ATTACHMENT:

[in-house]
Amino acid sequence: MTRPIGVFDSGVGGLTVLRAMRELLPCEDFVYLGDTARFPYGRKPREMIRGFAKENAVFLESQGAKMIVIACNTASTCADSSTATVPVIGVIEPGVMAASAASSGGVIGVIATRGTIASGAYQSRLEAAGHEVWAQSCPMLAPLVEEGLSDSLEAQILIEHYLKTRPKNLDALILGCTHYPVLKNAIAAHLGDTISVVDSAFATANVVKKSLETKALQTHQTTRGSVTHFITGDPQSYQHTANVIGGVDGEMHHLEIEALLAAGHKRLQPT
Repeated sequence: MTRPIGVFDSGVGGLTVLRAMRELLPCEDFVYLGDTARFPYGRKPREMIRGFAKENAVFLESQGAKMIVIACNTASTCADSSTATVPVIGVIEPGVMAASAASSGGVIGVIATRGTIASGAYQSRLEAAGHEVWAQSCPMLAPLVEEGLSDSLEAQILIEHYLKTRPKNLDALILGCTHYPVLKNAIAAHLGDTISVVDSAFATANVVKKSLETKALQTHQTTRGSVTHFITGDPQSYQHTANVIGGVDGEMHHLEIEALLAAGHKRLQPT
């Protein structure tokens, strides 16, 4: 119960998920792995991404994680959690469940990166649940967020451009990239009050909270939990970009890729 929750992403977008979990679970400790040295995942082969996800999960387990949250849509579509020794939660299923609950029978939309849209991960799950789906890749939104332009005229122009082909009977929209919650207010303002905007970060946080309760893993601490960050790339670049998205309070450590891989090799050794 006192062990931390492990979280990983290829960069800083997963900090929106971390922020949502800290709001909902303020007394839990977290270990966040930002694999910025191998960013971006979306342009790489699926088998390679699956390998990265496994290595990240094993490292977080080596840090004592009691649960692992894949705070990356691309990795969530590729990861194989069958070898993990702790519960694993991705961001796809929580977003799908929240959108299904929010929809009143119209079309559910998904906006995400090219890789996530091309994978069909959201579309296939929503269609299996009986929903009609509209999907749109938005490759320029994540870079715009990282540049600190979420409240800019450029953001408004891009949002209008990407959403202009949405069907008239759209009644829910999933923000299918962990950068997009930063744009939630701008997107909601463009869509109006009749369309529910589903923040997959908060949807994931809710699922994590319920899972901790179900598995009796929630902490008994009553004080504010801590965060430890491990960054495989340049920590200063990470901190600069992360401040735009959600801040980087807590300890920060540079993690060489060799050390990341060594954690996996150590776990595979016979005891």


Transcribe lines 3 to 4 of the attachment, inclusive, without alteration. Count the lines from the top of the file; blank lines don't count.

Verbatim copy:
Repeated sequence: MTRPIGVFDSGVGGLTVLRAMRELLPCEDFVYLGDTARFPYGRKPREMIRGFAKENAVFLESQGAKMIVIACNTASTCADSSTATVPVIGVIEPGVMAASAASSGGVIGVIATRGTIASGAYQSRLEAAGHEVWAQSCPMLAPLVEEGLSDSLEAQILIEHYLKTRPKNLDALILGCTHYPVLKNAIAAHLGDTISVVDSAFATANVVKKSLETKALQTHQTTRGSVTHFITGDPQSYQHTANVIGGVDGEMHHLEIEALLAAGHKRLQPT
């Protein structure tokens, strides 16, 4: 119960998920792995991404994680959690469940990166649940967020451009990239009050909270939990970009890729 929750992403977008979990679970400790040295995942082969996800999960387990949250849509579509020794939660299923609950029978939309849209991960799950789906890749939104332009005229122009082909009977929209919650207010303002905007970060946080309760893993601490960050790339670049998205309070450590891989090799050794 006192062990931390492990979280990983290829960069800083997963900090929106971390922020949502800290709001909902303020007394839990977290270990966040930002694999910025191998960013971006979306342009790489699926088998390679699956390998990265496994290595990240094993490292977080080596840090004592009691649960692992894949705070990356691309990795969530590729990861194989069958070898993990702790519960694993991705961001796809929580977003799908929240959108299904929010929809009143119209079309559910998904906006995400090219890789996530091309994978069909959201579309296939929503269609299996009986929903009609509209999907749109938005490759320029994540870079715009990282540049600190979420409240800019450029953001408004891009949002209008990407959403202009949405069907008239759209009644829910999933923000299918962990950068997009930063744009939630701008997107909601463009869509109006009749369309529910589903923040997959908060949807994931809710699922994590319920899972901790179900598995009796929630902490008994009553004080504010801590965060430890491990960054495989340049920590200063990470901190600069992360401040735009959600801040980087807590300890920060540079993690060489060799050390990341060594954690996996150590776990595979016979005891």